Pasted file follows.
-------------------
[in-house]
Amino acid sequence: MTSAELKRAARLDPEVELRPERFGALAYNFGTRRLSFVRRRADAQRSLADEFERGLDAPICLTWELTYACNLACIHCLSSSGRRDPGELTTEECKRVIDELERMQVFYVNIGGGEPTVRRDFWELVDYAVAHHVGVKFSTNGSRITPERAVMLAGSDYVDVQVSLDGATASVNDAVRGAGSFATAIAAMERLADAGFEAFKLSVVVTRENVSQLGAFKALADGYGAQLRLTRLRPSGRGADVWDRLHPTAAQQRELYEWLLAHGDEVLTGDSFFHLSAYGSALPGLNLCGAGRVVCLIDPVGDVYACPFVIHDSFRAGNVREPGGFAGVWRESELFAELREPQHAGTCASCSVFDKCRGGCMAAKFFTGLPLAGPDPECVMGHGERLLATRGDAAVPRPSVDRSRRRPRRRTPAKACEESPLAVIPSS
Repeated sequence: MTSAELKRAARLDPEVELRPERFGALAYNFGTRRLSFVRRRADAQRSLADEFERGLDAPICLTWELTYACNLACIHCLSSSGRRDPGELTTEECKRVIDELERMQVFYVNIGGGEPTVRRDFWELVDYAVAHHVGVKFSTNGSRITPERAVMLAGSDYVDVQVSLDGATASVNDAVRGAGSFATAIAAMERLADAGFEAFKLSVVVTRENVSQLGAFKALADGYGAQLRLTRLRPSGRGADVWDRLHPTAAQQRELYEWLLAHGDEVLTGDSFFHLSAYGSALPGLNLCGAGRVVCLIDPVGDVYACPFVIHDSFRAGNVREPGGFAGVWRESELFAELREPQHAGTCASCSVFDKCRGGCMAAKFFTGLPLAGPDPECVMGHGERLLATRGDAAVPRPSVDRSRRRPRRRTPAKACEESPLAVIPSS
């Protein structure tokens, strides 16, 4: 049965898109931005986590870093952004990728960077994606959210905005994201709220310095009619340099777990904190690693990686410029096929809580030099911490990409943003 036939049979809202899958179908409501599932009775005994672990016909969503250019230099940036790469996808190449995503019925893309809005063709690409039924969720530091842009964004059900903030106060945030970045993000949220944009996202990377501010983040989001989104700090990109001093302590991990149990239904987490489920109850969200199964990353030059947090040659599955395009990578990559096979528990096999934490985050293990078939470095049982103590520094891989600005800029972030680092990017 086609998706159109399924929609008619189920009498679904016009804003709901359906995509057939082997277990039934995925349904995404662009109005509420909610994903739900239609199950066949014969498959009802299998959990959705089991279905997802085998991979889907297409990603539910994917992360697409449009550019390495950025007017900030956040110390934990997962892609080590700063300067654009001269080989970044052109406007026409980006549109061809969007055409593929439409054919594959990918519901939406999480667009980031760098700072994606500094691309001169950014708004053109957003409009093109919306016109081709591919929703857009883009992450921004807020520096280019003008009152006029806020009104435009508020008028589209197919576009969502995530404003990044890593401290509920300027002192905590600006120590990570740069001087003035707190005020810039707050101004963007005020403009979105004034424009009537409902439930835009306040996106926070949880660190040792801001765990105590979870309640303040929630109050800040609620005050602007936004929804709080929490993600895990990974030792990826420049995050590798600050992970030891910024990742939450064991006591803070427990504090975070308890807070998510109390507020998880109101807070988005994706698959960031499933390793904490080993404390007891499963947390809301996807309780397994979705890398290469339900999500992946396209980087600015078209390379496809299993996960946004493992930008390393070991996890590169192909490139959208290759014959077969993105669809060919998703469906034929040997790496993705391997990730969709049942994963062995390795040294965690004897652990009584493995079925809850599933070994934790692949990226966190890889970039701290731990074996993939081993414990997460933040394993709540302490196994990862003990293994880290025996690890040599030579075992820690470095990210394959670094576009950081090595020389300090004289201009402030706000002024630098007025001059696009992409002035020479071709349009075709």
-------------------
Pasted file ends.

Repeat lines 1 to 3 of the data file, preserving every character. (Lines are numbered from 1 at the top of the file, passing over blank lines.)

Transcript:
[in-house]
Amino acid sequence: MTSAELKRAARLDPEVELRPERFGALAYNFGTRRLSFVRRRADAQRSLADEFERGLDAPICLTWELTYACNLACIHCLSSSGRRDPGELTTEECKRVIDELERMQVFYVNIGGGEPTVRRDFWELVDYAVAHHVGVKFSTNGSRITPERAVMLAGSDYVDVQVSLDGATASVNDAVRGAGSFATAIAAMERLADAGFEAFKLSVVVTRENVSQLGAFKALADGYGAQLRLTRLRPSGRGADVWDRLHPTAAQQRELYEWLLAHGDEVLTGDSFFHLSAYGSALPGLNLCGAGRVVCLIDPVGDVYACPFVIHDSFRAGNVREPGGFAGVWRESELFAELREPQHAGTCASCSVFDKCRGGCMAAKFFTGLPLAGPDPECVMGHGERLLATRGDAAVPRPSVDRSRRRPRRRTPAKACEESPLAVIPSS
Repeated sequence: MTSAELKRAARLDPEVELRPERFGALAYNFGTRRLSFVRRRADAQRSLADEFERGLDAPICLTWELTYACNLACIHCLSSSGRRDPGELTTEECKRVIDELERMQVFYVNIGGGEPTVRRDFWELVDYAVAHHVGVKFSTNGSRITPERAVMLAGSDYVDVQVSLDGATASVNDAVRGAGSFATAIAAMERLADAGFEAFKLSVVVTRENVSQLGAFKALADGYGAQLRLTRLRPSGRGADVWDRLHPTAAQQRELYEWLLAHGDEVLTGDSFFHLSAYGSALPGLNLCGAGRVVCLIDPVGDVYACPFVIHDSFRAGNVREPGGFAGVWRESELFAELREPQHAGTCASCSVFDKCRGGCMAAKFFTGLPLAGPDPECVMGHGERLLATRGDAAVPRPSVDRSRRRPRRRTPAKACEESPLAVIPSS